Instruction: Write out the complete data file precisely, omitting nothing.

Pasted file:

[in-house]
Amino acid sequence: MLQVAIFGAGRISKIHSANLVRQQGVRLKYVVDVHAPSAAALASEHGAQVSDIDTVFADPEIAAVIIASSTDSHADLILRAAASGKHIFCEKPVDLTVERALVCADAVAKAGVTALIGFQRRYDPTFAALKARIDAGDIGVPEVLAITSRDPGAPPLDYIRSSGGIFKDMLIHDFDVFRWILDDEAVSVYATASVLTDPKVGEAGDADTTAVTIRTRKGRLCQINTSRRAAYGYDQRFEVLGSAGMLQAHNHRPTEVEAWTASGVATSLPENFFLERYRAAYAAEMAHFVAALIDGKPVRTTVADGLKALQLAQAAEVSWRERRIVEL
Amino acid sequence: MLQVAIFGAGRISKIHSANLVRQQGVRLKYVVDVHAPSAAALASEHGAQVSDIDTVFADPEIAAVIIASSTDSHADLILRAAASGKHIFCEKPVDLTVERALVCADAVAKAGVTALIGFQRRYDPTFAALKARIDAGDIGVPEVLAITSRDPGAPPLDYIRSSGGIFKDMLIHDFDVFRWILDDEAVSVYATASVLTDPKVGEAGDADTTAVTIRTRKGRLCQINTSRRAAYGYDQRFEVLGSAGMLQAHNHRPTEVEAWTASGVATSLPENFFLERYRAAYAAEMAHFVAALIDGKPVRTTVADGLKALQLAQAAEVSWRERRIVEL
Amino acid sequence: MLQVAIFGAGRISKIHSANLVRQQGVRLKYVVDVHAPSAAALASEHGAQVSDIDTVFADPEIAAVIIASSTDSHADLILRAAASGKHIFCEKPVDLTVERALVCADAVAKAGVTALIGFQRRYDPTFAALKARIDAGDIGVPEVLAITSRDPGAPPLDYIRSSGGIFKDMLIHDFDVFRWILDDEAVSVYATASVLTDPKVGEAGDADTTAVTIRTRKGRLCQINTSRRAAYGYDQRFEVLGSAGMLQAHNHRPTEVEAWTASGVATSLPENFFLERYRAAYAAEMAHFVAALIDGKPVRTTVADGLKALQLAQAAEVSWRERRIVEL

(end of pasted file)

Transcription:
[in-house]
Amino acid sequence: MLQVAIFGAGRISKIHSANLVRQQGVRLKYVVDVHAPSAAALASEHGAQVSDIDTVFADPEIAAVIIASSTDSHADLILRAAASGKHIFCEKPVDLTVERALVCADAVAKAGVTALIGFQRRYDPTFAALKARIDAGDIGVPEVLAITSRDPGAPPLDYIRSSGGIFKDMLIHDFDVFRWILDDEAVSVYATASVLTDPKVGEAGDADTTAVTIRTRKGRLCQINTSRRAAYGYDQRFEVLGSAGMLQAHNHRPTEVEAWTASGVATSLPENFFLERYRAAYAAEMAHFVAALIDGKPVRTTVADGLKALQLAQAAEVSWRERRIVEL
Amino acid sequence: MLQVAIFGAGRISKIHSANLVRQQGVRLKYVVDVHAPSAAALASEHGAQVSDIDTVFADPEIAAVIIASSTDSHADLILRAAASGKHIFCEKPVDLTVERALVCADAVAKAGVTALIGFQRRYDPTFAALKARIDAGDIGVPEVLAITSRDPGAPPLDYIRSSGGIFKDMLIHDFDVFRWILDDEAVSVYATASVLTDPKVGEAGDADTTAVTIRTRKGRLCQINTSRRAAYGYDQRFEVLGSAGMLQAHNHRPTEVEAWTASGVATSLPENFFLERYRAAYAAEMAHFVAALIDGKPVRTTVADGLKALQLAQAAEVSWRERRIVEL
Amino acid sequence: MLQVAIFGAGRISKIHSANLVRQQGVRLKYVVDVHAPSAAALASEHGAQVSDIDTVFADPEIAAVIIASSTDSHADLILRAAASGKHIFCEKPVDLTVERALVCADAVAKAGVTALIGFQRRYDPTFAALKARIDAGDIGVPEVLAITSRDPGAPPLDYIRSSGGIFKDMLIHDFDVFRWILDDEAVSVYATASVLTDPKVGEAGDADTTAVTIRTRKGRLCQINTSRRAAYGYDQRFEVLGSAGMLQAHNHRPTEVEAWTASGVATSLPENFFLERYRAAYAAEMAHFVAALIDGKPVRTTVADGLKALQLAQAAEVSWRERRIVEL